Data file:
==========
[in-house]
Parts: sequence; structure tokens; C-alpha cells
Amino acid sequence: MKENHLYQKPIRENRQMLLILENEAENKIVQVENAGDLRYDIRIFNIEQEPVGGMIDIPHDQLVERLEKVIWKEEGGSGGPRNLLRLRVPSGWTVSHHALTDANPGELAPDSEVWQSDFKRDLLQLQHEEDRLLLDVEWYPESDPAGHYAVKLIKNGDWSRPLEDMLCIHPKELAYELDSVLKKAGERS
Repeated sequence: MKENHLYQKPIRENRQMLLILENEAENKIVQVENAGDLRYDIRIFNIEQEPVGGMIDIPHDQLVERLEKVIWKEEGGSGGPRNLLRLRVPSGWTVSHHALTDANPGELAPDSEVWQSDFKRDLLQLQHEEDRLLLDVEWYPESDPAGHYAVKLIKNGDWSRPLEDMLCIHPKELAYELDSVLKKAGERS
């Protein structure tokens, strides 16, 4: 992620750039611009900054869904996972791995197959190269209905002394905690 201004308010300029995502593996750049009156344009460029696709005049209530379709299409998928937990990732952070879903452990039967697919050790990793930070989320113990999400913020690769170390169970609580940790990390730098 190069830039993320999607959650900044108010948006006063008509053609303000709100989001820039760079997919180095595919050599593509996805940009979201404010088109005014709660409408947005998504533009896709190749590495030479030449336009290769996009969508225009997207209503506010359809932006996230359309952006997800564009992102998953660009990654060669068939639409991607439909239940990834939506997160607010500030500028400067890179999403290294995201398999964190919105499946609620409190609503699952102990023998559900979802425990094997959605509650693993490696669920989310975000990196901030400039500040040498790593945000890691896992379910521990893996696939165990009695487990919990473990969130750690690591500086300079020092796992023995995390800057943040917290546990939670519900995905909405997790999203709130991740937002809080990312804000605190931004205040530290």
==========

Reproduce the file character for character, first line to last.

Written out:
[in-house]
Parts: sequence; structure tokens; C-alpha cells
Amino acid sequence: MKENHLYQKPIRENRQMLLILENEAENKIVQVENAGDLRYDIRIFNIEQEPVGGMIDIPHDQLVERLEKVIWKEEGGSGGPRNLLRLRVPSGWTVSHHALTDANPGELAPDSEVWQSDFKRDLLQLQHEEDRLLLDVEWYPESDPAGHYAVKLIKNGDWSRPLEDMLCIHPKELAYELDSVLKKAGERS
Repeated sequence: MKENHLYQKPIRENRQMLLILENEAENKIVQVENAGDLRYDIRIFNIEQEPVGGMIDIPHDQLVERLEKVIWKEEGGSGGPRNLLRLRVPSGWTVSHHALTDANPGELAPDSEVWQSDFKRDLLQLQHEEDRLLLDVEWYPESDPAGHYAVKLIKNGDWSRPLEDMLCIHPKELAYELDSVLKKAGERS
């Protein structure tokens, strides 16, 4: 992620750039611009900054869904996972791995197959190269209905002394905690 201004308010300029995502593996750049009156344009460029696709005049209530379709299409998928937990990732952070879903452990039967697919050790990793930070989320113990999400913020690769170390169970609580940790990390730098 190069830039993320999607959650900044108010948006006063008509053609303000709100989001820039760079997919180095595919050599593509996805940009979201404010088109005014709660409408947005998504533009896709190749590495030479030449336009290769996009969508225009997207209503506010359809932006996230359309952006997800564009992102998953660009990654060669068939639409991607439909239940990834939506997160607010500030500028400067890179999403290294995201398999964190919105499946609620409190609503699952102990023998559900979802425990094997959605509650693993490696669920989310975000990196901030400039500040040498790593945000890691896992379910521990893996696939165990009695487990919990473990969130750690690591500086300079020092796992023995995390800057943040917290546990939670519900995905909405997790999203709130991740937002809080990312804000605190931004205040530290």